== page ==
A Justice Department memorandum supporting its motion to dismiss a suit challenging Mick Mulvaney’s appointment as the Consumer Financial Protection Bureau’s Acting Director repeats much of what was covered in the government’s original motion and memo, but it adds weight to two attacks on the federal district court judge’s jurisdiction. Replying to a memo by Lower East Side People’s Federal Credit Union that resists the dismissal of its suit, the DOJ asserts that the institution cannot show any injury from the appointment and that the federal quo warranto statute makes clear that Lower East Side’s suit is premature.
In its suit, Lower East Side alleges that, under the Dodd-Frank Act, CFPB Deputy Director Leandra English automatically became acting director when Richard Cordray resigned. The Federal Vacancies Reform Act does not authorize President Donald Trump to appoint Mulvaney, the credit union asserts (see Banking and Finance Law Daily, Dec. 7, 2017).
Standing to sue. For Lower East side to establish federal court jurisdiction, it must demonstrate that the appointment has caused or will cause it an injury in fact, giving it standing to sue. In resisting the DOJ motion to dismiss, the credit union relies heavily on an assertion that it has standing simply because it is an institution that is regulated by the CFPB.
That is not enough, the DOJ says. The precedents on which Lower East Side relies simply do not support that proposition.
The credit union cannot show that a statement on implementing the Home Mortgage disclosure Act creates an injury, either, the DOJ says. That statement was issued after the suit was filed and so cannot create standing at the time of filing, the memo points out. Even if the timing of the statement were disregarded, Lower East Side "misunderstands the agency’s statement, offers an impermissibly speculative and attenuated theory of injury, and cannot establish standing based on how the CFPB exercises its enforcement discretion against third parties," the government explains.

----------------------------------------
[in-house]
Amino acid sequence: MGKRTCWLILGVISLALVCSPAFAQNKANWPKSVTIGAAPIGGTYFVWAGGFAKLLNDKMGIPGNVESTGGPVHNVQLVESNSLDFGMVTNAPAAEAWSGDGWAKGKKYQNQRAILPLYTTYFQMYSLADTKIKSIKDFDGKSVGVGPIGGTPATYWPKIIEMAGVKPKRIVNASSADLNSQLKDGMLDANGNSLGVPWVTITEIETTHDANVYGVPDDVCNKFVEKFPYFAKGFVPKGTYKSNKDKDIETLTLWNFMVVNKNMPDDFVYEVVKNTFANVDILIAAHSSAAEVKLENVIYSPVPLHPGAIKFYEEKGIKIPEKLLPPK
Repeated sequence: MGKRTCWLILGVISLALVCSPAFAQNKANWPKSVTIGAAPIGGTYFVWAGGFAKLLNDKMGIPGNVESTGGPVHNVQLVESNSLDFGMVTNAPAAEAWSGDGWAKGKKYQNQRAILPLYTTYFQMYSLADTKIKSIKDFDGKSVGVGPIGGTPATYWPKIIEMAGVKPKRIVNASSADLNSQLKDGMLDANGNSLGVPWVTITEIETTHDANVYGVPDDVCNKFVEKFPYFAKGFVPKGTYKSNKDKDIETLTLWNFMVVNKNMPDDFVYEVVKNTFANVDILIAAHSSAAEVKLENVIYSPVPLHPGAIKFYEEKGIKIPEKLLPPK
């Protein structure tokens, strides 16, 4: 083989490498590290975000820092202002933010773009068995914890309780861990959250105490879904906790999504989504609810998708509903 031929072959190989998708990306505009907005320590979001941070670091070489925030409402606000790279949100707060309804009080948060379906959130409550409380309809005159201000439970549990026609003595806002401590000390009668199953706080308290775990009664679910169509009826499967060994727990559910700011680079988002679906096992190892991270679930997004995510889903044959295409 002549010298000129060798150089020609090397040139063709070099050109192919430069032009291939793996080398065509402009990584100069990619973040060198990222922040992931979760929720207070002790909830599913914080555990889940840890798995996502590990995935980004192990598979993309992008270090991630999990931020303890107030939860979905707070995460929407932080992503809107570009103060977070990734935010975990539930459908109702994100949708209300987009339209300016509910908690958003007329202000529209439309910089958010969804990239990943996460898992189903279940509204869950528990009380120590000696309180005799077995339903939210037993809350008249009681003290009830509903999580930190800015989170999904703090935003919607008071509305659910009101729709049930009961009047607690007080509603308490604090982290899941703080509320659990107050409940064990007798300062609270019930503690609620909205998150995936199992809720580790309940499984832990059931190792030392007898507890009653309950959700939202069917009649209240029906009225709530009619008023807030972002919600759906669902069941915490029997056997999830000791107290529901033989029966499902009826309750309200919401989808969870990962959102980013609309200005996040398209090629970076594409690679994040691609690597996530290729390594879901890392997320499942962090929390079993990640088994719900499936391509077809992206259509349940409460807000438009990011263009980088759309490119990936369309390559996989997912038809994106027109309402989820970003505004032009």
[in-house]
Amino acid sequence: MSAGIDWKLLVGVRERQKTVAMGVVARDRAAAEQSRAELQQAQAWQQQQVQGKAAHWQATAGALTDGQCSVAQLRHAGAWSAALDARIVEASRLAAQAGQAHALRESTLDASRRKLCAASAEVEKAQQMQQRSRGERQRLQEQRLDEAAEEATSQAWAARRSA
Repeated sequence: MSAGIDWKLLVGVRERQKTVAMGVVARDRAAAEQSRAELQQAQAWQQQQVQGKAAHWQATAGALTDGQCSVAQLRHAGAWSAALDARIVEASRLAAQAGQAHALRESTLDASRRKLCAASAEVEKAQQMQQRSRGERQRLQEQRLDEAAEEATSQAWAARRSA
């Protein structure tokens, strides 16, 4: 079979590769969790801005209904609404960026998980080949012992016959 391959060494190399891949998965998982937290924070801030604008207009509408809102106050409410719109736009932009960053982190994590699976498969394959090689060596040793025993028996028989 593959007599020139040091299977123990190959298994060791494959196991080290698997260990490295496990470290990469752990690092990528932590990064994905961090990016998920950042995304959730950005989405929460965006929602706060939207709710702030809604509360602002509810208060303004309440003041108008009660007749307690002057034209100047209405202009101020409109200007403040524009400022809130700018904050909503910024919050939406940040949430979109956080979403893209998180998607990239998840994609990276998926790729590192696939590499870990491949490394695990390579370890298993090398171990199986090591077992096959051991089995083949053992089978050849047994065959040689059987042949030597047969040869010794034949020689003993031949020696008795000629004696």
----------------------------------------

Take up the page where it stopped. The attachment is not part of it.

Quo warranto statute. The DOJ also claims that the federal quo warranto statute is the only avenue open to someone who wishes to challenge another’s authority to carry out the duties of a federal office. Quo warranto—meaning "by what authority"—applies only when the challenger claims a personal interest in the office, and the credit union raises no such claim, the government says.
Instead, Lower East Side should be required to wait until the CFPB has taken some action that actually causes it an injury and then raise a collateral attack on Mulvaney’s authority, according to the DOJ.
Appointment authority. The reply brief also repeats the DOJ’s earlier argument that Trump has the authority to appoint Mulvaney under the Federal Vacancies Reform Act because that law is not displaced by the Dodd-Frank Act. Rather, the FVRA creates an alternative way to fill vacant offices.
The case is No. 17 Civ. 09536 (PGG).
Attorneys: Ilann M. Maazel and Debra L. Greenberger (Emery Celli Brinckerhoff & Abady LLP) for Lower East Side Federal Credit Union. Benjamin T. Takemoto, Mathew J. Berns, and Elizabeth Tulis (U.S. Department of Justice) for President Donald Trump and John Mulvaney.
Companies: Lower East Side People’s Federal Credit Union
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